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Sex differences in NMDA GluN1 plasticity in rostral ventrolateral medulla neurons containing corticotropin-releasing factor type 1 receptor following slow-pressor angiotensin II hypertension.

TitleSex differences in NMDA GluN1 plasticity in rostral ventrolateral medulla neurons containing corticotropin-releasing factor type 1 receptor following slow-pressor angiotensin II hypertension.
Publication TypeJournal Article
Year of Publication2015
AuthorsVan Kempen TA, Dodos M, Woods C, Marques-Lopes J, Justice NJ, Iadecola C, Pickel VM, Glass MJ, Milner TA
JournalNeuroscience
Volume307
Pagination83-97
Date Published2015 Oct 29
ISSN1873-7544
KeywordsAngiotensin II, Animals, Disease Models, Animal, Female, Gene Expression Regulation, Green Fluorescent Proteins, Hypertension, Male, Medulla Oblongata, Mice, Mice, Transgenic, Microscopy, Immunoelectron, Nerve Tissue Proteins, Neuronal Plasticity, Neurons, Receptors, Corticotropin-Releasing Hormone, Receptors, N-Methyl-D-Aspartate, RNA, Messenger, Sex Characteristics, Stilbamidines, Subcellular Fractions, Tyrosine 3-Monooxygenase
Abstract

There are profound, yet incompletely understood, sex differences in the neurogenic regulation of blood pressure. Both corticotropin signaling and glutamate receptor plasticity, which differ between males and females, are known to play important roles in the neural regulation of blood pressure. However, the relationship between hypertension and glutamate plasticity in corticotropin-releasing factor (CRF)-receptive neurons in brain cardiovascular regulatory areas, including the rostral ventrolateral medulla (RVLM) and paraventricular nucleus of the hypothalamus (PVN), is not understood. In the present study, we used dual-label immuno-electron microscopy to analyze sex differences in slow-pressor angiotensin II (AngII) hypertension with respect to the subcellular distribution of the obligatory NMDA glutamate receptor subunit 1 (GluN1) subunit of the N-methyl-D-aspartate receptor (NMDAR) in the RVLM and PVN. Studies were conducted in mice expressing the enhanced green fluorescence protein (EGFP) under the control of the CRF type 1 receptor (CRF1) promoter (i.e., CRF1-EGFP reporter mice). By light microscopy, GluN1-immunoreactivity (ir) was found in CRF1-EGFP neurons of the RVLM and PVN. Moreover, in both regions tyrosine hydroxylase (TH) was found in CRF1-EGFP neurons. In response to AngII, male mice showed an elevation in blood pressure that was associated with an increase in the proportion of GluN1 on presumably functional areas of the plasma membrane (PM) in CRF1-EGFP dendritic profiles in the RVLM. In female mice, AngII was neither associated with an increase in blood pressure nor an increase in PM GluN1 in the RVLM. Unlike the RVLM, AngII-mediated hypertension had no effect on GluN1 localization in CRF1-EGFP dendrites in the PVN of either male or female mice. These studies provide an anatomical mechanism for sex-differences in the convergent modulation of RVLM catecholaminergic neurons by CRF and glutamate. Moreover, these results suggest that sexual dimorphism in AngII-induced hypertension is reflected by NMDA receptor trafficking in presumptive sympathoexcitatory neurons in the RVLM.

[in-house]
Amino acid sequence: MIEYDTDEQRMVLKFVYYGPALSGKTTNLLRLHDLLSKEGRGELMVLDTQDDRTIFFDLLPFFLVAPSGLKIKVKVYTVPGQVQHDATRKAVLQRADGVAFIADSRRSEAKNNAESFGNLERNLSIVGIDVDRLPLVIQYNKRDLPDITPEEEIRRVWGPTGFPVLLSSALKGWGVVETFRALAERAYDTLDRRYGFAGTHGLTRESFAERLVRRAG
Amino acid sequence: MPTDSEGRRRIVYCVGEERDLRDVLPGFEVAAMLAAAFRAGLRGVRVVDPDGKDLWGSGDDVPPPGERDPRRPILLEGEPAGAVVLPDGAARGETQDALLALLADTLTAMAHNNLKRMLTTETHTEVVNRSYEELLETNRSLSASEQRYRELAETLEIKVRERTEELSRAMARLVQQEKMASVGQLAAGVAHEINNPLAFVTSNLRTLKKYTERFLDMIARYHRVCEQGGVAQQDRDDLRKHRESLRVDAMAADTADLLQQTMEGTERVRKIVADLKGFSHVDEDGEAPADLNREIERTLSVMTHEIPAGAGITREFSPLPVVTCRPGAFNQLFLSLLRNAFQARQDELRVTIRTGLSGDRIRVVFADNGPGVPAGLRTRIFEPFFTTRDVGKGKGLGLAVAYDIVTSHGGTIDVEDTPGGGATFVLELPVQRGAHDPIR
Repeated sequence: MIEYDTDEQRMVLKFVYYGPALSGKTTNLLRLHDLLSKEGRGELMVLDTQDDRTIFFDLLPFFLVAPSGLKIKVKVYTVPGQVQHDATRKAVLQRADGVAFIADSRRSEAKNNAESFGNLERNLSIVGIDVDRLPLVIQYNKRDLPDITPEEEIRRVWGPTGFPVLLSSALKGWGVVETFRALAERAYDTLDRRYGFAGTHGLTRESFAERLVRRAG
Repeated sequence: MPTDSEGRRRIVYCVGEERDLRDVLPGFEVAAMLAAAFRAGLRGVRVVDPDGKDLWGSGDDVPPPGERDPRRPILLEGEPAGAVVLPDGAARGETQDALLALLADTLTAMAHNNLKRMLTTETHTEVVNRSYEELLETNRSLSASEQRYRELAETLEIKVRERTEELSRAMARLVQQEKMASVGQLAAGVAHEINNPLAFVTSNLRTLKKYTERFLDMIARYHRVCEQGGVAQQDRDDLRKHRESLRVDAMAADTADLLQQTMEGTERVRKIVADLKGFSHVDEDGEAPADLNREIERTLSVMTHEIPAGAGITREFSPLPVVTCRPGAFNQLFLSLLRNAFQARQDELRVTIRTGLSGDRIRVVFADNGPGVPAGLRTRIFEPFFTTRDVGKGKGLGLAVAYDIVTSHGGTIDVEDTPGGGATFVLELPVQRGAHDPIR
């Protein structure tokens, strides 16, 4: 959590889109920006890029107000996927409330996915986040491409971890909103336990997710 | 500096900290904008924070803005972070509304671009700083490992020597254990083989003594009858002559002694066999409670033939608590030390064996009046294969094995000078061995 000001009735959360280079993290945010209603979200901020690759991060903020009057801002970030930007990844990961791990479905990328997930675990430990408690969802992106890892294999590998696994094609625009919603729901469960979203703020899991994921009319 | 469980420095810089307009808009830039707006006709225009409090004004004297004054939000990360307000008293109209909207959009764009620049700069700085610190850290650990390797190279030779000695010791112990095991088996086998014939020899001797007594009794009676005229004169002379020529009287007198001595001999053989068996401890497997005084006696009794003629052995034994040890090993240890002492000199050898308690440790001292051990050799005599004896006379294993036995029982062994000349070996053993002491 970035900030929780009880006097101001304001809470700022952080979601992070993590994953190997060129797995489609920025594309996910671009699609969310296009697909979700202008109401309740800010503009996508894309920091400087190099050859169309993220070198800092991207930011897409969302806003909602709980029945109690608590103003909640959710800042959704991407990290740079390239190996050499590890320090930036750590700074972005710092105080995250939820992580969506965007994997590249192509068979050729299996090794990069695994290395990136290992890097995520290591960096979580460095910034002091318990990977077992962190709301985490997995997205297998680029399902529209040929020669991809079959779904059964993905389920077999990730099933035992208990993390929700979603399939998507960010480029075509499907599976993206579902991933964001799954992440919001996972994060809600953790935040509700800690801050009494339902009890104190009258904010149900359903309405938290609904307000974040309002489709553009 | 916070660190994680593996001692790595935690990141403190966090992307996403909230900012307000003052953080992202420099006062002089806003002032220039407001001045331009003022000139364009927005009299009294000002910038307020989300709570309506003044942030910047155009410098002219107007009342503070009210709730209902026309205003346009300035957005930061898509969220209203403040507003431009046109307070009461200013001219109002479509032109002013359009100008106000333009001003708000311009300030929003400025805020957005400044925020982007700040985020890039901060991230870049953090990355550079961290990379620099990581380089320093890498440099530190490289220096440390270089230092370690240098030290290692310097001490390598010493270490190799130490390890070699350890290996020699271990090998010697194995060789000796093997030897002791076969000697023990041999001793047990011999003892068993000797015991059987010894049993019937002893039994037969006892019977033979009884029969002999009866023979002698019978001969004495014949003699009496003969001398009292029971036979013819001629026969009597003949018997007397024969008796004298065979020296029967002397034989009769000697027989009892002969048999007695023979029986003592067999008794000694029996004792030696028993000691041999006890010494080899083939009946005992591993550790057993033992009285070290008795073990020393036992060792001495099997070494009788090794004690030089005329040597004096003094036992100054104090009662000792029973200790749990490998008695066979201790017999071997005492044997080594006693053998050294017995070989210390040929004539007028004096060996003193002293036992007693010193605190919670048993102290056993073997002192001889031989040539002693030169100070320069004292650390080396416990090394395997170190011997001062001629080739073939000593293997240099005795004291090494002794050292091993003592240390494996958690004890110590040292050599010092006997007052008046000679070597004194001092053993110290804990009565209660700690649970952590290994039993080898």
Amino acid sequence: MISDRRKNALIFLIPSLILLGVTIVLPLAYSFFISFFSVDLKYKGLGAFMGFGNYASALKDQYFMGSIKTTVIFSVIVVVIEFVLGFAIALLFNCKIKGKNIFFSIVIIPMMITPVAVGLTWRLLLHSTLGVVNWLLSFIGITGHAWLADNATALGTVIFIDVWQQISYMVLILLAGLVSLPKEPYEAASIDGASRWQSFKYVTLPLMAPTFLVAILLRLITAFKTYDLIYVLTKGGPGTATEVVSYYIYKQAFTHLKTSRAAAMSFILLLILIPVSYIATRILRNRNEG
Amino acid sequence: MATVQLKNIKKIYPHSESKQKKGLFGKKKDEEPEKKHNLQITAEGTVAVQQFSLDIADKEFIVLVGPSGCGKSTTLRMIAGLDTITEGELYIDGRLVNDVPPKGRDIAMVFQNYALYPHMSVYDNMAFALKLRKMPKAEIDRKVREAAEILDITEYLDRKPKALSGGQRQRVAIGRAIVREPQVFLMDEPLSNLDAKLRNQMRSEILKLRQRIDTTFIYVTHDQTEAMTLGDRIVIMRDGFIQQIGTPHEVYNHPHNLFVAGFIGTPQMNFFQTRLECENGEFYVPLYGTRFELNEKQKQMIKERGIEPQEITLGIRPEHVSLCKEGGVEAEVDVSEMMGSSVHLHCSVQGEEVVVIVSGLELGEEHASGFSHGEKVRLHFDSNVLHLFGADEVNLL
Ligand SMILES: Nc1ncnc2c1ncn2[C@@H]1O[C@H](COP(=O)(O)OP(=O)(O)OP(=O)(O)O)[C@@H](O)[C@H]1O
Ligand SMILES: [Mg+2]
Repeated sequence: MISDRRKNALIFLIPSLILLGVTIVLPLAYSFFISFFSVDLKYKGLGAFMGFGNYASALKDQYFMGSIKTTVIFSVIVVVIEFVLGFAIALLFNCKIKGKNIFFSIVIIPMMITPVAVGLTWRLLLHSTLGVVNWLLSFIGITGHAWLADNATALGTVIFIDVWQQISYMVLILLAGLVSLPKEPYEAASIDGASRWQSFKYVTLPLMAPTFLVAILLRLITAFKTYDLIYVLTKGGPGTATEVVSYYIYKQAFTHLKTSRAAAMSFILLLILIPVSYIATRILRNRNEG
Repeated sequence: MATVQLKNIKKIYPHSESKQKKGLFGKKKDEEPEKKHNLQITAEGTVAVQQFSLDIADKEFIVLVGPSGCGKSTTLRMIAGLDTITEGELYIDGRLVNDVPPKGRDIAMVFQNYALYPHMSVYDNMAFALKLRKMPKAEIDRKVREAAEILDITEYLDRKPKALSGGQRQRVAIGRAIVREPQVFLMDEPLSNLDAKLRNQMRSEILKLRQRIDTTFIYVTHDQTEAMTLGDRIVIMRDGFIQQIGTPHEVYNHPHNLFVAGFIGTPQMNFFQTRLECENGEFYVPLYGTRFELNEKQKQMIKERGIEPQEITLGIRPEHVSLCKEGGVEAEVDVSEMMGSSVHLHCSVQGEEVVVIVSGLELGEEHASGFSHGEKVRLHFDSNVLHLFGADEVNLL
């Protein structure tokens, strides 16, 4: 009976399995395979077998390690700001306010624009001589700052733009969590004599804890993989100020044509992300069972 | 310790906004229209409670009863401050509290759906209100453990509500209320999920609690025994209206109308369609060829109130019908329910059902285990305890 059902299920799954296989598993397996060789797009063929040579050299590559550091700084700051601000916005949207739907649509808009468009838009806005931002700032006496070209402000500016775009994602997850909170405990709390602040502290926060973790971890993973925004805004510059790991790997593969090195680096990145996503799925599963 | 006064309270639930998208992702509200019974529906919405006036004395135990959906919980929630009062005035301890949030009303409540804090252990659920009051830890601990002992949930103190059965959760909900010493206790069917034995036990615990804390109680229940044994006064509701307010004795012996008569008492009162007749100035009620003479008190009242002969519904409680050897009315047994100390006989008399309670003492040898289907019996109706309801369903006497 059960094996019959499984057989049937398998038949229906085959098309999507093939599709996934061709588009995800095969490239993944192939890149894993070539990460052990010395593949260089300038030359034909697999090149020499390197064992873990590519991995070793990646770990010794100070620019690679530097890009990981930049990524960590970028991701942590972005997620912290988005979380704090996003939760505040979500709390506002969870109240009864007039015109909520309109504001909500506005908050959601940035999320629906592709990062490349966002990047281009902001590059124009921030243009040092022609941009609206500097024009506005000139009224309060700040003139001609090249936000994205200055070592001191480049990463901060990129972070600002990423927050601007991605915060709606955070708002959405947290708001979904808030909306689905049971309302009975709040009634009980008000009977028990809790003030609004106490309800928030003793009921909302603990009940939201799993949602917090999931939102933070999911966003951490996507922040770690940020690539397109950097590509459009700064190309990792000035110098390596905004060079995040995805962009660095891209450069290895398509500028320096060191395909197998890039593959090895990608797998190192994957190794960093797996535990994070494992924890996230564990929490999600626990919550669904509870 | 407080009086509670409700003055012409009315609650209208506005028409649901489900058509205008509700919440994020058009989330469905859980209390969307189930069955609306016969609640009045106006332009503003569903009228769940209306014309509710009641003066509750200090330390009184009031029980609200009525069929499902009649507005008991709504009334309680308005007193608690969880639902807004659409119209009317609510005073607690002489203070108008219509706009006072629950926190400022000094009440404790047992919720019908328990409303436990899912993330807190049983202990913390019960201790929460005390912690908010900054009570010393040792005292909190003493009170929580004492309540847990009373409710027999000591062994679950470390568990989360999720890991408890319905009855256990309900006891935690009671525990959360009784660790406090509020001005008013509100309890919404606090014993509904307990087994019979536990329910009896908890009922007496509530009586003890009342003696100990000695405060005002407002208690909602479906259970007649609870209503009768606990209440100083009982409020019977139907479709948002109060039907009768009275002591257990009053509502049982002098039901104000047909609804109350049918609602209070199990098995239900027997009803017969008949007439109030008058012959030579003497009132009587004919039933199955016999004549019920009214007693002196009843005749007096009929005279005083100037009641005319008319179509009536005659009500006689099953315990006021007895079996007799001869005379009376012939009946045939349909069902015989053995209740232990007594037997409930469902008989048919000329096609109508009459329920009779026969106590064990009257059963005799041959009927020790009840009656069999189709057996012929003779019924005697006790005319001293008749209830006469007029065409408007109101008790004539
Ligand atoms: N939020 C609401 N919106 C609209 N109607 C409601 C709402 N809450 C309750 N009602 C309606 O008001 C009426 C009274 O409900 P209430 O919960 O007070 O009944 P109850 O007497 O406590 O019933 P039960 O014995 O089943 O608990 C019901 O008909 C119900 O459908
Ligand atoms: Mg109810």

DOI10.1016/j.neuroscience.2015.08.029
Alternate JournalNeuroscience
PubMed ID26306872
PubMed Central IDPMC4591238
Grant ListDA08259 / DA / NIDA NIH HHS / United States
HL096571 / HL / NHLBI NIH HHS / United States
T32 DA007274 / DA / NIDA NIH HHS / United States
R01 DA008259 / DA / NIDA NIH HHS / United States
R01 HL098351 / HL / NHLBI NIH HHS / United States
DA007274 / DA / NIDA NIH HHS / United States
HL098351 / HL / NHLBI NIH HHS / United States
P01 HL096571 / HL / NHLBI NIH HHS / United States
R01 DA024030 / DA / NIDA NIH HHS / United States